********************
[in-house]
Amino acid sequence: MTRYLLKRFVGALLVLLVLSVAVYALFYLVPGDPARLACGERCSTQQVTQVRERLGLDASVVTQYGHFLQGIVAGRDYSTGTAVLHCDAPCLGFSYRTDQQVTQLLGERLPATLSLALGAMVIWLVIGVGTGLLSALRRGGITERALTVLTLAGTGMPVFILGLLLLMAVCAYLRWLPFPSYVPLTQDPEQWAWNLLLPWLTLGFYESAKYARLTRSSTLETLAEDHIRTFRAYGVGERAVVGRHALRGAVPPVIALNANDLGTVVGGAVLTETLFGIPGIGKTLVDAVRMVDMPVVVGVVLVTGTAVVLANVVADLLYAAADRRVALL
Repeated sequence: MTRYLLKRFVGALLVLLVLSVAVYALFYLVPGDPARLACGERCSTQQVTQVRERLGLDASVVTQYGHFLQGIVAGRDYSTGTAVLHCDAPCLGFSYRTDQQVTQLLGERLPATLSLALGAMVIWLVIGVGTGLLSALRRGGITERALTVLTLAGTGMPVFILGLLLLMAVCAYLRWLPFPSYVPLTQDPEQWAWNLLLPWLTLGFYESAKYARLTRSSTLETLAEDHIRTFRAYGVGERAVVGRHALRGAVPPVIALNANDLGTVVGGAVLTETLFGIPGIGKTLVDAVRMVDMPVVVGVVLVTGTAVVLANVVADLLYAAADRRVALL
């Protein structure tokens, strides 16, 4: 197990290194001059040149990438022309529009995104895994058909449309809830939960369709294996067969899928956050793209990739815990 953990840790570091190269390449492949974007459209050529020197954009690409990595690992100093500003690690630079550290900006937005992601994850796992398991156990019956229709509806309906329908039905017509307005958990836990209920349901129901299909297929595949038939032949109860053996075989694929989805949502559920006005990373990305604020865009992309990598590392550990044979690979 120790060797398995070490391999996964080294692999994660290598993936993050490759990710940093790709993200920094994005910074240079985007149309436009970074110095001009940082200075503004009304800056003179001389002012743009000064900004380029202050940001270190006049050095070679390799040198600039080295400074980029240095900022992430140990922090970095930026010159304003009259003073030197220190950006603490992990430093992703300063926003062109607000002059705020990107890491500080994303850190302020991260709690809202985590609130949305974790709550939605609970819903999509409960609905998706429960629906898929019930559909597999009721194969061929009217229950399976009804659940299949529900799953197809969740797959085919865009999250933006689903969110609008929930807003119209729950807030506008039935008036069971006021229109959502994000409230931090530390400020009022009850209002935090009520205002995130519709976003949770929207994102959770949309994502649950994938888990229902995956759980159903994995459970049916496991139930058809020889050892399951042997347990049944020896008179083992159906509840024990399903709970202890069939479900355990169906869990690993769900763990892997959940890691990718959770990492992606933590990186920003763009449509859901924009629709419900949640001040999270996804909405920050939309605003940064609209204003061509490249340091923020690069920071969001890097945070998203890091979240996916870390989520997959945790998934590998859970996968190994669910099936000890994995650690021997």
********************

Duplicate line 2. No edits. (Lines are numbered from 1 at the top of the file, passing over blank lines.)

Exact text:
Amino acid sequence: MTRYLLKRFVGALLVLLVLSVAVYALFYLVPGDPARLACGERCSTQQVTQVRERLGLDASVVTQYGHFLQGIVAGRDYSTGTAVLHCDAPCLGFSYRTDQQVTQLLGERLPATLSLALGAMVIWLVIGVGTGLLSALRRGGITERALTVLTLAGTGMPVFILGLLLLMAVCAYLRWLPFPSYVPLTQDPEQWAWNLLLPWLTLGFYESAKYARLTRSSTLETLAEDHIRTFRAYGVGERAVVGRHALRGAVPPVIALNANDLGTVVGGAVLTETLFGIPGIGKTLVDAVRMVDMPVVVGVVLVTGTAVVLANVVADLLYAAADRRVALL